The pomp and ceremony of the state visit quickly disappeared in scenes unprecedented for a foreign leader, as good-natured crowds leapt over security barriers to try and touch Mandela.
In the post-apartheid era, he became a tireless traveller, making up for his years of isolation.
He relished forging foreign friendships and the world's foremost power brokers competed to host grand receptions in his honour even though his speeches were often controversial.
Mandela was said to enjoy a great friendship with the Queen. His first visit to Britain was in April 1990 as deputy president of the African National Congress.
His first meeting with the then-prime minister Margaret Thatcher was in July of that year. Just ahead of that meeting, he said Britain should start negotiating with the IRA, leaving Thatcher's Government ruffled. But their talks ended with Mr Mandela describing her as "a woman I can do business with".
They differed in attitude to economic sanctions against Pretoria and the use of violence by the ANC, but they found common ground in their opposition to apartheid.
In May 1993, Mandela shone a light on Britain's own racial problems when he met the grieving parents of murdered black teenager Stephen Lawrence.
Mandela, who had addressed both Houses of Parliament the night before, said: "We are deeply touched by the brutality of this murder, even though it is commonplace in our country. It seems black lives are cheap.
"The evil of racism is taking away innocent lives. The problems of racism and fascism is threatening the whole world."
He received numerous awards. Glasgow gave him the Freedom of the City in 1981 while he was in his 17th year of imprisonment.
By the time he collected the award in October 1993, nine regions - Aberdeen, Dundee, Glasgow, Greenwich, Islwyn, Hull, Midlothian, Newcastle and Sheffield - had granted him the honour.
Mandela was awarded the Freedom of the City of Dublin while in prison in September 1988, almost 18-years before local hero Bob Geldof.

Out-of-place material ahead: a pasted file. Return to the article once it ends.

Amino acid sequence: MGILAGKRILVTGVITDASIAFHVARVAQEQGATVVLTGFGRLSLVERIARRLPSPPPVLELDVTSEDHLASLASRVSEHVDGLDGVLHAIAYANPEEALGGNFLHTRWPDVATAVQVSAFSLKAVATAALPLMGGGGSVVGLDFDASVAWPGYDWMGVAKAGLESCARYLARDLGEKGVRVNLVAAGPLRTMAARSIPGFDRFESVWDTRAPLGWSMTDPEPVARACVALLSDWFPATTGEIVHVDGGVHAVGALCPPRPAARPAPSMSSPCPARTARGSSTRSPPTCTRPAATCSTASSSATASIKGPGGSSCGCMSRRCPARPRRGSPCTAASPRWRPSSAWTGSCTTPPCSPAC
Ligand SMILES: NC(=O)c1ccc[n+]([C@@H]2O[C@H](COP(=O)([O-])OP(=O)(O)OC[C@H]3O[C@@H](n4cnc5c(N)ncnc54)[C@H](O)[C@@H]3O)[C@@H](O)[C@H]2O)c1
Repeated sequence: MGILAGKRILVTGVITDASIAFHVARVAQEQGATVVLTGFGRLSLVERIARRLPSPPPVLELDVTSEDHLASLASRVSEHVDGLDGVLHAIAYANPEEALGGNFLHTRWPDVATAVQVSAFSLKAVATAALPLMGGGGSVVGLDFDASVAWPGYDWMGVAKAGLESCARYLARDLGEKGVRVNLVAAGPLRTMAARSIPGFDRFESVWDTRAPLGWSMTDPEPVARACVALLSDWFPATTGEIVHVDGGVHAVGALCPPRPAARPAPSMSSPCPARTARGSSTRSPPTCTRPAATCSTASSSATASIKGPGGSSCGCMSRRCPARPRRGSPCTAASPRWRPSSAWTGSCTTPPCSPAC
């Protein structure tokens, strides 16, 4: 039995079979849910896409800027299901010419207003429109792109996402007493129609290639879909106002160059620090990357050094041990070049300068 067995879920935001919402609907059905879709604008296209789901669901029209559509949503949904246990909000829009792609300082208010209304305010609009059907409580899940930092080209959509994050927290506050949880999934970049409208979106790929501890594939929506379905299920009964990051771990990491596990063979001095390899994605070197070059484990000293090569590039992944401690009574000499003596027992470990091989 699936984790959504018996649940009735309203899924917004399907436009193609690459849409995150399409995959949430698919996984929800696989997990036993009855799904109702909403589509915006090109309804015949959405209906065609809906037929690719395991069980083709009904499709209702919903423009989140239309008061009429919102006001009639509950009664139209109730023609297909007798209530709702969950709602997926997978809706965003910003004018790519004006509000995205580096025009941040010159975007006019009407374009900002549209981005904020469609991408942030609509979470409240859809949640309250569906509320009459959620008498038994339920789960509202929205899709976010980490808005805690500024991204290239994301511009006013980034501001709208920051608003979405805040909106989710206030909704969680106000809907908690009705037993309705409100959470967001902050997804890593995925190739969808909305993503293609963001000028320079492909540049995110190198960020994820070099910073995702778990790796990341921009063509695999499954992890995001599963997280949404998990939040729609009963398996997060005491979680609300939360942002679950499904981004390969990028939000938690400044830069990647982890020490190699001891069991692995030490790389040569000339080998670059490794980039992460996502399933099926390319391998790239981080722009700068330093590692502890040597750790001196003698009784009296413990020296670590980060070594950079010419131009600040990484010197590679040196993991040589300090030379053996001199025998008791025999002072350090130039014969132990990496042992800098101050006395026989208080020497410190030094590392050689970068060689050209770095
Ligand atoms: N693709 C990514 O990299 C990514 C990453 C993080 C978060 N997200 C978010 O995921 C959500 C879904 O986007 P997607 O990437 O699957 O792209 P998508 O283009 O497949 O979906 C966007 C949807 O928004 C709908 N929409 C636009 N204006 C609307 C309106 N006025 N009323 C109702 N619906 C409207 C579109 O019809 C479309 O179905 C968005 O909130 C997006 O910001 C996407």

He was named the greatest humanitarian hero of the past 60 years in a poll by the Red Cross in 2004. More than a quarter of the 2,000 people surveyed chose him ahead of Princess Diana, followed by Bob Geldof, Gandhi, Mother Teresa, Kofi Annan and Tony Blair, and Winston Churchill.
An appearance at the opening of the June 2003 Dublin Special Olympics triggered the kind of excitement last seen when Pope John Paul II visited Ireland in 1979 when a million people attended Mass in Phoenix Park.
Rock legend Bono raced on stage to hail Mandela as 85,000 fans raised the roof in Croke Park. Bono dedicated U2's classic anthem Pride to the great man.
Mandela listened to top Irish bands in concert, danced his trademark African jig of joy and received a standing ovation as he returned to his seat.
Despite officially retiring in June 2004, his charity work for Aids victims and anti-poverty campaigns saw him continue to clock up the miles.
In February 2005, Mandela, introduced by Bob Geldof as "the Unofficial President of the World", returned to Trafalgar Square to ask rich countries such as Britain to help make poverty history.
Ahead of addressing finance ministers from the G7 industrialised countries later that week, he told the crowds: "Poverty is man-made and it can be overcome and eradicated by the actions of human beings. Overcoming poverty is not a gesture of charity, it's an act of justice."
He was back in London in 2007 when his statue joined those of other great leaders such as Sir Winston Churchill, Abraham Lincoln and Benjamin Disraeli in Parliament Square.
Lord Attenborough, director of the anti-apartheid film Cry Freedom, and Wendy Woods, the widow of newspaper editor Donald Woods, campaigned for the statue.
It was the brainchild of Mr Woods, a committed anti-apartheid activist forced to flee his country with his wife and five children and come to the UK as a refugee.
And in August of that year Mr Mandela and his wife Graca Machel joined the then Prime Minister Gordon Brown at the unveiling of the 9ft-high bronze.
Talking to crowds who gathered for the unveiling, Mr Mandela said: "Though this statue is of one man, it should in actual fact symbolise